After the bad experiences in 2020 by local and global economies arising from impact of the Covid-19 pandemic, the world, especially Nigerians, expected 2021 to be significantly different. But it is not.
The second wave of the pandemic and macro-economic issues, particularly in the areas of exchange rate of the naira to the dollar, and hyper-inflation that peaked at 18.17 percent in March, have all affected not just individual, but also household income and wellbeing.
The first quarter of 2021 was a struggle for everybody, households and organizations inclusive. The second quarter is not any better for many sectors of the economy, including real estate.
The residential segment of the sector is not giving investors promising outlook as analysts see lack of effective demand for housing widening vacancy factor, though mostly at the luxury end.
This will be driven by weak consumer disposable income, according to Bismarck Rewane, CEO, Financial Derivative Company, who also sees rents being reviewed upwards as building and maintenance costs climb.
Within this quarter too, Rewane says there will be increased preference for cheaper options like 1 or 2 bedroom apartments particularly on Lagos mainland. This means virgin fields for investors to play in but they have to rethink and refocus their offerings to reflect the new market reality.
However, in the midst of these, opportunities exist for investors in residential real estate. Tokunbo Ajayi, CEO, Propertygate Development and Investment Company, confirms this, saying that much of the opportunities here are in small-size residential family units.
“The reason developers and investors opt for these small-size units such as one-bedroom and two-bedroom apartments, is because large-size luxury housing units cannot find buyers,” he explained.
Besides students housing which offers up to 15 percent return to investors, Olumide Osundolire, Partner at Banwo & Ighodalo, says investors could also explore opportunities which exist in retirement/care homes which, according to him, is a largely untapped and unserved market in Nigeria.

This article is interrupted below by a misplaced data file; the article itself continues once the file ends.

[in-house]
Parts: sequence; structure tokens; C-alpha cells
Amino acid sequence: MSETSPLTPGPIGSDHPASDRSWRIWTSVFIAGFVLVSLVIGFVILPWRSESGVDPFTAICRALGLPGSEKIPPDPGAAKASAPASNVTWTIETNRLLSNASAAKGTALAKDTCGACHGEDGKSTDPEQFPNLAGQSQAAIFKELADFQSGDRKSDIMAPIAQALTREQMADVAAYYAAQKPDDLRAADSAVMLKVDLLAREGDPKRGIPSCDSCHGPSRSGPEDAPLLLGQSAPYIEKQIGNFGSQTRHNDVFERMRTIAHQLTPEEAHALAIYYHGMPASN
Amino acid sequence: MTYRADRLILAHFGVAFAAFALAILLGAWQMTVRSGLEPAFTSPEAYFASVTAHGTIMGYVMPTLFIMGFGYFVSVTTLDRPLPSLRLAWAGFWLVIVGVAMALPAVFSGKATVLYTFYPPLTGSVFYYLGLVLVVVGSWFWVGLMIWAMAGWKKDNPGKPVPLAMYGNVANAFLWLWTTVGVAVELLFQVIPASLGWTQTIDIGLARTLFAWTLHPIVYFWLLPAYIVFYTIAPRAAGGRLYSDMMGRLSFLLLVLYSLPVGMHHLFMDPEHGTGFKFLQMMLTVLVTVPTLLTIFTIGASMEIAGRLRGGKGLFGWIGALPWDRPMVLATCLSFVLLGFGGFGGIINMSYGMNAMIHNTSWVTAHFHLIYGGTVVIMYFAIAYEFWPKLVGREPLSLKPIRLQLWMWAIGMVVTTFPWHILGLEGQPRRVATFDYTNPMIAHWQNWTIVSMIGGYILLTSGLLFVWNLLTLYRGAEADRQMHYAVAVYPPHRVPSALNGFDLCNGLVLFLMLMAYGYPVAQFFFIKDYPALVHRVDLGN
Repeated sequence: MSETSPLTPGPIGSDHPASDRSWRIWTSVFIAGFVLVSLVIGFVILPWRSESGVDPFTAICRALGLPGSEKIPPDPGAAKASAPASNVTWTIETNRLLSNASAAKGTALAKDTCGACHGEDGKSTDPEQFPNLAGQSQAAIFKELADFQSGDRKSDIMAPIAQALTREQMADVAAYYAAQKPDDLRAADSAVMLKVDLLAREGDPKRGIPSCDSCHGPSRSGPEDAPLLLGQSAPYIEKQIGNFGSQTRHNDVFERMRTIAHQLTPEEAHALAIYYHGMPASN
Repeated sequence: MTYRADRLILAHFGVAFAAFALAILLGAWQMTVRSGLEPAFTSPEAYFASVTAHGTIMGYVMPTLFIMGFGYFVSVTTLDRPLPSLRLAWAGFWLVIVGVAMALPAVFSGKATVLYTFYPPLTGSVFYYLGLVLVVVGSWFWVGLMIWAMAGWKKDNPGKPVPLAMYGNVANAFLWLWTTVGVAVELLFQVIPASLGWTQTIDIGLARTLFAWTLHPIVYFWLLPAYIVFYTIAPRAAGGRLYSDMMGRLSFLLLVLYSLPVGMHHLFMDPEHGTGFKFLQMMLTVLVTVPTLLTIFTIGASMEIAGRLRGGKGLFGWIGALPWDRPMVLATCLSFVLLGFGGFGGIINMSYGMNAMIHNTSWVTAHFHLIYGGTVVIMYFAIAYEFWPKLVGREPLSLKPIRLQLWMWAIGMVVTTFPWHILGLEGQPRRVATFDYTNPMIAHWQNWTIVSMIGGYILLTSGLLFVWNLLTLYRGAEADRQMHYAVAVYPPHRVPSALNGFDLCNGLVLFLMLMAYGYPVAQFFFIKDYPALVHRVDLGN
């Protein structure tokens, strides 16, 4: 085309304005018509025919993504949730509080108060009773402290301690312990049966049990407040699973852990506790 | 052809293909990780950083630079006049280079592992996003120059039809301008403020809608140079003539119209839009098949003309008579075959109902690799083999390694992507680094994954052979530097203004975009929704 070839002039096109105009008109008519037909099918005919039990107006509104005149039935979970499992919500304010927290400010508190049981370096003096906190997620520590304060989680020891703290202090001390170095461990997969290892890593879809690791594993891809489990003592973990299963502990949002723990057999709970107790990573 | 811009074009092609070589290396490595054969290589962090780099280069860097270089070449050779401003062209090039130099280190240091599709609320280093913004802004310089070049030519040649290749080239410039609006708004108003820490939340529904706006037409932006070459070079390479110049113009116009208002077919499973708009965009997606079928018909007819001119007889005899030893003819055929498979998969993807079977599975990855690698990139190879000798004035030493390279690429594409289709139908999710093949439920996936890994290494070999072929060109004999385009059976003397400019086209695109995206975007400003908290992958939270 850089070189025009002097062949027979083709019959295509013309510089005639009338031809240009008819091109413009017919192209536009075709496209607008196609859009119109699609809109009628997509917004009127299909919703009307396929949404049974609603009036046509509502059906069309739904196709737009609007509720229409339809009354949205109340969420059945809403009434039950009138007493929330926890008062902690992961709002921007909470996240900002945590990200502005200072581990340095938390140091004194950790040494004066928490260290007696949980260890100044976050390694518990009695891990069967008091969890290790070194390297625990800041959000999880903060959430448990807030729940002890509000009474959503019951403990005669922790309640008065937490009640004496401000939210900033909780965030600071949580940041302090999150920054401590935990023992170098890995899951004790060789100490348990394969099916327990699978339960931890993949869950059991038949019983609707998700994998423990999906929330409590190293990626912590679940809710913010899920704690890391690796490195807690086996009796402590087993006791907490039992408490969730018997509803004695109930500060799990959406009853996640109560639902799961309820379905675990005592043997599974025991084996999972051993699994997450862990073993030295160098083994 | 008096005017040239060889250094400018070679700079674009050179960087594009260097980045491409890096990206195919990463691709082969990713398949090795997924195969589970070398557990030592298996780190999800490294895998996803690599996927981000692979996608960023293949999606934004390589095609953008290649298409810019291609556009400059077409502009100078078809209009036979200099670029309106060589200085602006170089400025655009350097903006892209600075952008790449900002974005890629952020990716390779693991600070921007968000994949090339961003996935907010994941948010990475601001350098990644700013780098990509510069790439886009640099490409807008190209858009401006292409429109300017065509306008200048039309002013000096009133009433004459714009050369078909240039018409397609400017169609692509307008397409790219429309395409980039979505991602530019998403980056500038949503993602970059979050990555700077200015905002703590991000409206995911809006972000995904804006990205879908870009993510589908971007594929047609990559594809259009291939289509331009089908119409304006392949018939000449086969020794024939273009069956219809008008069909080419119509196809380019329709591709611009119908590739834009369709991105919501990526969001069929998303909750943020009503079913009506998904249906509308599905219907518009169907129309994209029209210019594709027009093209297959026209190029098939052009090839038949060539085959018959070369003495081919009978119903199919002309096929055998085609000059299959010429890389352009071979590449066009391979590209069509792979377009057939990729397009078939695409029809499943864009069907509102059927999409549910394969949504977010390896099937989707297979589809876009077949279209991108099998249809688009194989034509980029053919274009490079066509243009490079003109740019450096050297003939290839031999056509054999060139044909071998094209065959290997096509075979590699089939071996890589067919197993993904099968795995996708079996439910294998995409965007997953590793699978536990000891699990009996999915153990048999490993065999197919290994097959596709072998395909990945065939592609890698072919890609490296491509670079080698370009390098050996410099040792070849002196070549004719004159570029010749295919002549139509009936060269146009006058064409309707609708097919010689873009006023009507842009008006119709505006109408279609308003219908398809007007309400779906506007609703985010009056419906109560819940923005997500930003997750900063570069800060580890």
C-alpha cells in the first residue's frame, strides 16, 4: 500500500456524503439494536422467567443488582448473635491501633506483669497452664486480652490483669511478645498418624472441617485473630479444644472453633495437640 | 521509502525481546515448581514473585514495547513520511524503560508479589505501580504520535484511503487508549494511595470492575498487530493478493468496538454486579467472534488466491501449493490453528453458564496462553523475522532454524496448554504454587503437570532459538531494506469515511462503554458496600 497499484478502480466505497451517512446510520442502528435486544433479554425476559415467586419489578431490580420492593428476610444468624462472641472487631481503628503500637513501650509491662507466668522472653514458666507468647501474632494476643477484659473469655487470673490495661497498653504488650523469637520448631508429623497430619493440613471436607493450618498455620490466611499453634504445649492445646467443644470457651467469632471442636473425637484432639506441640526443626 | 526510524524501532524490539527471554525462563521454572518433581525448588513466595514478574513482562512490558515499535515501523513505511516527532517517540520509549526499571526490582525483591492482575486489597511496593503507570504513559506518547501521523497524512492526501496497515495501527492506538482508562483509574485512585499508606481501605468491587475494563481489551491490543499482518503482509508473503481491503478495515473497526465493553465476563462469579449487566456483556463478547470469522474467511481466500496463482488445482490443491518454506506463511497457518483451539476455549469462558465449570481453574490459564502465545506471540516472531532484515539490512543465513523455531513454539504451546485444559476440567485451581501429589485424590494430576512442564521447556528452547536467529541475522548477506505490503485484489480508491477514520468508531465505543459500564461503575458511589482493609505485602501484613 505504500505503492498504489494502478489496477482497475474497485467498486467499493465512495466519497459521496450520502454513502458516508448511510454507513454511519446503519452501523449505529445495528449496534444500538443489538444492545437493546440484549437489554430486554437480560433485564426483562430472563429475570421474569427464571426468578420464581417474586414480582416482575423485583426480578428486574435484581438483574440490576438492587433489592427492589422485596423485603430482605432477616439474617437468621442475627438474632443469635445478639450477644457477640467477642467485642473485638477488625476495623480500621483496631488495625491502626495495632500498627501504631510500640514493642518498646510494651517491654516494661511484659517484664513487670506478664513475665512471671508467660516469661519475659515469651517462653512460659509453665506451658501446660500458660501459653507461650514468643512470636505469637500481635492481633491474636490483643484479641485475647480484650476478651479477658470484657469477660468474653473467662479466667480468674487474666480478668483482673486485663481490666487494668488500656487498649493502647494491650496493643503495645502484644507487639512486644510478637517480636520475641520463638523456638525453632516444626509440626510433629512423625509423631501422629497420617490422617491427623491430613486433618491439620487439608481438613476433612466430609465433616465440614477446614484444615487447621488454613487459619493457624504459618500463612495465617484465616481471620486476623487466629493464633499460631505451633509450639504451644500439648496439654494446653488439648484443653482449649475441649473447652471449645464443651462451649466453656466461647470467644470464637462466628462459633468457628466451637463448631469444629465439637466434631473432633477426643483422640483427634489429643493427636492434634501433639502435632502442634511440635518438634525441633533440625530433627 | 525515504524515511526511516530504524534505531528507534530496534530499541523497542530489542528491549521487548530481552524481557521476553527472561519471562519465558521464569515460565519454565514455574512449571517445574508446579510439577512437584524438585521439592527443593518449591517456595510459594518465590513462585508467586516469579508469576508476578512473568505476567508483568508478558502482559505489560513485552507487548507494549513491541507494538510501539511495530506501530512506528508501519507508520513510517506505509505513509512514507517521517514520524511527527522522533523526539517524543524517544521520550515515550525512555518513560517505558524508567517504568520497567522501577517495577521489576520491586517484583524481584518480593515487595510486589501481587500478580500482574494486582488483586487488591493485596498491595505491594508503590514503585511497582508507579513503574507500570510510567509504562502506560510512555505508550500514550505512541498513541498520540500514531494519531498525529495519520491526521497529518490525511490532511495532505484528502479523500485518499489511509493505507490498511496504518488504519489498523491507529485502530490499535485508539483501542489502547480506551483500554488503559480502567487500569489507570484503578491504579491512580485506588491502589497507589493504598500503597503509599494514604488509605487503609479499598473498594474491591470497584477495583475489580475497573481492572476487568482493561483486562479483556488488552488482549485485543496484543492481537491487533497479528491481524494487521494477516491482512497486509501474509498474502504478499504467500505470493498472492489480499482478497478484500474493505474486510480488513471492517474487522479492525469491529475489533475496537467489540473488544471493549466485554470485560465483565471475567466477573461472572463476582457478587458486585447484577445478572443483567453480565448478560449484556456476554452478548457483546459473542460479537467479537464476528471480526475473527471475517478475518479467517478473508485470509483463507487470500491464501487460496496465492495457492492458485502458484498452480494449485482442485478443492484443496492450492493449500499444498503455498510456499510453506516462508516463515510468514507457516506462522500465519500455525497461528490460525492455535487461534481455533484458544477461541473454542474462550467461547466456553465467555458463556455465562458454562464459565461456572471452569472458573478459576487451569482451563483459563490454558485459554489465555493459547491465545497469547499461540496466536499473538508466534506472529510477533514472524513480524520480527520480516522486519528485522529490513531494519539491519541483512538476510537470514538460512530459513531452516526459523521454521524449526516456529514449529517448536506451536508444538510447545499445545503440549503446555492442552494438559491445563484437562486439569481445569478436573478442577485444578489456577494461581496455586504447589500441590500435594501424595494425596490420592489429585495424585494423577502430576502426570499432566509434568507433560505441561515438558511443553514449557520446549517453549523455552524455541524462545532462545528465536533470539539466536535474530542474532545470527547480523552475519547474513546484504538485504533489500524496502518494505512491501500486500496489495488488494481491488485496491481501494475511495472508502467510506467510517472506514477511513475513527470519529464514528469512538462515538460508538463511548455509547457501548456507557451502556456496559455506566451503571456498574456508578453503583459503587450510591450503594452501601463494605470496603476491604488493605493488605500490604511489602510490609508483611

The opportunity in this market, he explained, arises from lack of adequate enclosed retirement communities for the elderly, and also from the 2004 reform in the Pension Fund Administration (PFA) scheme which guarantees stable retirement income for the elderly, providing the necessary cash flow to fund this lifestyle.
Osundolire in a report on ‘New Investment Opportunities’ listed three basic types of retirement/care homes, each depending on the range of its services. They include the Independent living apartments; Nursing homes and Home health-care. The first type is the current destination for investors with its encouraging return on investment.
The retirement community, according to the report, consists of facilities and amenities that enhance the lifestyle of the middle class retirees from 60 years and above.
“These gated communities are developed with a needs-driven approach to meet the lifestyle needs of the residents from housing design, shopping, exercise and fitness, mobility, health home services, entertainment, community activities amongst others,” the report explained.
Expectation is that this opportunity is to be nurtured by a significant rise in the population of the aged going forward. Osundolire noted that ageing population is a global trend, quoting a UN report which estimates the world percentage of persons over 60 years old at 13 percent.
Sub-Saharan Africa, which has the smallest proportion of elderly and which is ageing slower than the developed regions, he added, is projected to see the absolute size of its older population grow by 2.5 percent between 2000 and 2030.
“Nigeria, the country with the largest population in Africa, estimated at 200 million, has an elderly projected population growth rate of 3.2 percent, a rate that has been estimated to double by 2050,” he said.